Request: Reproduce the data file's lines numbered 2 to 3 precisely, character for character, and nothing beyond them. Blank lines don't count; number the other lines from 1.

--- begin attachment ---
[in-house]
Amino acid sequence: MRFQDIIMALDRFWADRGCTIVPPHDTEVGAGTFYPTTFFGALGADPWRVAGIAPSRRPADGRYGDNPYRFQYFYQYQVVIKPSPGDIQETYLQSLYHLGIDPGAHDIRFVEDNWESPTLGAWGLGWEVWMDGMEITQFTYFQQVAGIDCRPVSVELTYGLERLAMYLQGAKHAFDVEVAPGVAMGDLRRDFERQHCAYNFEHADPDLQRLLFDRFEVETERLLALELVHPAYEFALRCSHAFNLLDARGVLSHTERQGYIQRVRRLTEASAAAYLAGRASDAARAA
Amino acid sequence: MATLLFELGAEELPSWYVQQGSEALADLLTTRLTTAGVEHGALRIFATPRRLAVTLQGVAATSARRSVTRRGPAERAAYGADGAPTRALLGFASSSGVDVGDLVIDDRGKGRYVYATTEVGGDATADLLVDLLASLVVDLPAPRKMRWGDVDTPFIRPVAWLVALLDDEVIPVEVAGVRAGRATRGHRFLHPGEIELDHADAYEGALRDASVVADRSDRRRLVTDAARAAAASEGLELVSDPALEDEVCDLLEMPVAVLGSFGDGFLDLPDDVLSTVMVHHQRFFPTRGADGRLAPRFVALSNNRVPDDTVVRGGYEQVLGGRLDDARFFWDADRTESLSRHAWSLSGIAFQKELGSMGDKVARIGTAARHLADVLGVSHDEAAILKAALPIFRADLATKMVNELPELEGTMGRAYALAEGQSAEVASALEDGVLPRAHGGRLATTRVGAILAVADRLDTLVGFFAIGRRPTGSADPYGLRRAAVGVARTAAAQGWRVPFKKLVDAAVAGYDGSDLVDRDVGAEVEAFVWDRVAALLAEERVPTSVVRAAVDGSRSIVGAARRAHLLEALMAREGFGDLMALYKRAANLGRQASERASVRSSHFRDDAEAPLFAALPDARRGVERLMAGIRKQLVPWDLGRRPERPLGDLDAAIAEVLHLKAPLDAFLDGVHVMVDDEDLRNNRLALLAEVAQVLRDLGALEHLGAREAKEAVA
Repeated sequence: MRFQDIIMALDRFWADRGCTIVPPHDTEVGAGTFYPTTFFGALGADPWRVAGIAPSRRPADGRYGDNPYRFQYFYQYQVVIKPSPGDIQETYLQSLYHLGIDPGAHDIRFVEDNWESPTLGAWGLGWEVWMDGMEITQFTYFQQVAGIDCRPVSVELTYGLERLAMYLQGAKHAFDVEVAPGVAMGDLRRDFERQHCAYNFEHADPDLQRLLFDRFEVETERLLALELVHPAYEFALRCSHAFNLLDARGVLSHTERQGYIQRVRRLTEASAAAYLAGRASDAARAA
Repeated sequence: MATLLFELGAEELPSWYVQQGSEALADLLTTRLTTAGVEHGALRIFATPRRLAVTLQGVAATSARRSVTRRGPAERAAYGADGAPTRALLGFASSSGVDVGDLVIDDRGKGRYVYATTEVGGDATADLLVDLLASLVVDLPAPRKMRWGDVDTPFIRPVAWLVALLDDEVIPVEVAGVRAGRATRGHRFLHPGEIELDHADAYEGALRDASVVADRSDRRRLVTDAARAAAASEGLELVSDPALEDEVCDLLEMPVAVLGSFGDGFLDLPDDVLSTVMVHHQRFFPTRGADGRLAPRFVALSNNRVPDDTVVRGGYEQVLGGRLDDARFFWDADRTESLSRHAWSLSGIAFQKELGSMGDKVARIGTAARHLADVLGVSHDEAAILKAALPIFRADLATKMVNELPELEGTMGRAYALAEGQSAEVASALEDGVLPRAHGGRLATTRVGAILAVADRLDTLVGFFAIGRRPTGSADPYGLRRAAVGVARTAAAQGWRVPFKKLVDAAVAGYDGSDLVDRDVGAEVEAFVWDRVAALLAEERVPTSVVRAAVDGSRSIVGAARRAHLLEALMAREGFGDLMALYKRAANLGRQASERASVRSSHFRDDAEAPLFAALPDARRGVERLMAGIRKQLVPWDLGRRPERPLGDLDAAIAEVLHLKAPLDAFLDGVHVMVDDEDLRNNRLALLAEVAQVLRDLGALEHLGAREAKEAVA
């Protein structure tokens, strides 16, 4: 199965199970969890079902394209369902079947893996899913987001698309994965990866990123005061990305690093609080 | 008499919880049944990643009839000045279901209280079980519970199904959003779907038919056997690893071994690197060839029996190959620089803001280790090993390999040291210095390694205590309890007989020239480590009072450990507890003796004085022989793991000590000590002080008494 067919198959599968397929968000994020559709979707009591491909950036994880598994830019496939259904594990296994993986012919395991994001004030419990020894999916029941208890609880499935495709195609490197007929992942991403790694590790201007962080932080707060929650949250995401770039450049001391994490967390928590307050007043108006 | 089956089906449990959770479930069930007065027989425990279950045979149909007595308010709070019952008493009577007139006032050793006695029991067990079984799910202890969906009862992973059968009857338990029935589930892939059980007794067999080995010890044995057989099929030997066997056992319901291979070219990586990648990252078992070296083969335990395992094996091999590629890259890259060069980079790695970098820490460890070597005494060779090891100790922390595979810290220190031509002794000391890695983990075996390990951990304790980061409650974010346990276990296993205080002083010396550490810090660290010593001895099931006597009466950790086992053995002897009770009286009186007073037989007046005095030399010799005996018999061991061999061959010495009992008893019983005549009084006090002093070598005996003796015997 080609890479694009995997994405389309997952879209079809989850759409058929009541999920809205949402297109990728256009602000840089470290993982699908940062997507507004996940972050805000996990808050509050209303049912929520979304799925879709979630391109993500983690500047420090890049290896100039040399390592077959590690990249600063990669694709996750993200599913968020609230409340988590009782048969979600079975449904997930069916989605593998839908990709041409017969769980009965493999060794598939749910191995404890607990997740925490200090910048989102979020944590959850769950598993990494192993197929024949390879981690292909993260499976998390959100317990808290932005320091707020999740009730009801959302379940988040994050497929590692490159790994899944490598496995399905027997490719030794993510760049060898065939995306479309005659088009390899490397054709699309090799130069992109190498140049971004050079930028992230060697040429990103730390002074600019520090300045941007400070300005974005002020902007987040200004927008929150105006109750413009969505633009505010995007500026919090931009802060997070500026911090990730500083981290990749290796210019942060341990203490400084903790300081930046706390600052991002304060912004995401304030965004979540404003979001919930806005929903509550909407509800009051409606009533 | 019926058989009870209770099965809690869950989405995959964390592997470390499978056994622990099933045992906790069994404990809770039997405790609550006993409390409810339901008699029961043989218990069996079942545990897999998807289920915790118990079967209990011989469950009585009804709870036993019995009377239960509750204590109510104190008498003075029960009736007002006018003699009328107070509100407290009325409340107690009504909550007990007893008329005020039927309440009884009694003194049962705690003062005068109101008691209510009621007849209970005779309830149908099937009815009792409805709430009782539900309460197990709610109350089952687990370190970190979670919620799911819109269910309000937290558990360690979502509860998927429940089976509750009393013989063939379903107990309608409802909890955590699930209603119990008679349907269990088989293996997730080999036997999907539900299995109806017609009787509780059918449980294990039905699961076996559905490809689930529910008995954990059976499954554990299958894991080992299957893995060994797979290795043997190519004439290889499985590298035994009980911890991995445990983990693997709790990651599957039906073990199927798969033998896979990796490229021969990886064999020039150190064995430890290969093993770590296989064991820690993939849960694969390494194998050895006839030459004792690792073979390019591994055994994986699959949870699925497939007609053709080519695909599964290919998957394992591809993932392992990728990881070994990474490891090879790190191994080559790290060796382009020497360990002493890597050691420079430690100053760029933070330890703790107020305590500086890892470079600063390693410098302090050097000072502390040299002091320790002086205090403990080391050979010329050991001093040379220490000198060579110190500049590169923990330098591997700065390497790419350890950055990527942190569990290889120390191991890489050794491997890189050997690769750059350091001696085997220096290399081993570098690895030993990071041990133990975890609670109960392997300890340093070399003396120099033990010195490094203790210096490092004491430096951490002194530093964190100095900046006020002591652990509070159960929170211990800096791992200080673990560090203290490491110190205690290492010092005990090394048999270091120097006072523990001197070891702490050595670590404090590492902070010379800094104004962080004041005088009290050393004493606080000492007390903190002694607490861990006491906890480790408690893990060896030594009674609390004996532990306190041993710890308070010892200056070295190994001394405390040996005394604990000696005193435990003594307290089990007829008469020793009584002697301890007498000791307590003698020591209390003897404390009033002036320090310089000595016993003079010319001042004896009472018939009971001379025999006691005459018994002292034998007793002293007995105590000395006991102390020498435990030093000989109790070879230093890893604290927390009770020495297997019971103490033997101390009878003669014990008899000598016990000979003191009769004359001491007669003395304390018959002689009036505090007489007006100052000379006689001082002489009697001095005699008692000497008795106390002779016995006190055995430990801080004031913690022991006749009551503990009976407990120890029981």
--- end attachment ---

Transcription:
Amino acid sequence: MRFQDIIMALDRFWADRGCTIVPPHDTEVGAGTFYPTTFFGALGADPWRVAGIAPSRRPADGRYGDNPYRFQYFYQYQVVIKPSPGDIQETYLQSLYHLGIDPGAHDIRFVEDNWESPTLGAWGLGWEVWMDGMEITQFTYFQQVAGIDCRPVSVELTYGLERLAMYLQGAKHAFDVEVAPGVAMGDLRRDFERQHCAYNFEHADPDLQRLLFDRFEVETERLLALELVHPAYEFALRCSHAFNLLDARGVLSHTERQGYIQRVRRLTEASAAAYLAGRASDAARAA
Amino acid sequence: MATLLFELGAEELPSWYVQQGSEALADLLTTRLTTAGVEHGALRIFATPRRLAVTLQGVAATSARRSVTRRGPAERAAYGADGAPTRALLGFASSSGVDVGDLVIDDRGKGRYVYATTEVGGDATADLLVDLLASLVVDLPAPRKMRWGDVDTPFIRPVAWLVALLDDEVIPVEVAGVRAGRATRGHRFLHPGEIELDHADAYEGALRDASVVADRSDRRRLVTDAARAAAASEGLELVSDPALEDEVCDLLEMPVAVLGSFGDGFLDLPDDVLSTVMVHHQRFFPTRGADGRLAPRFVALSNNRVPDDTVVRGGYEQVLGGRLDDARFFWDADRTESLSRHAWSLSGIAFQKELGSMGDKVARIGTAARHLADVLGVSHDEAAILKAALPIFRADLATKMVNELPELEGTMGRAYALAEGQSAEVASALEDGVLPRAHGGRLATTRVGAILAVADRLDTLVGFFAIGRRPTGSADPYGLRRAAVGVARTAAAQGWRVPFKKLVDAAVAGYDGSDLVDRDVGAEVEAFVWDRVAALLAEERVPTSVVRAAVDGSRSIVGAARRAHLLEALMAREGFGDLMALYKRAANLGRQASERASVRSSHFRDDAEAPLFAALPDARRGVERLMAGIRKQLVPWDLGRRPERPLGDLDAAIAEVLHLKAPLDAFLDGVHVMVDDEDLRNNRLALLAEVAQVLRDLGALEHLGAREAKEAVA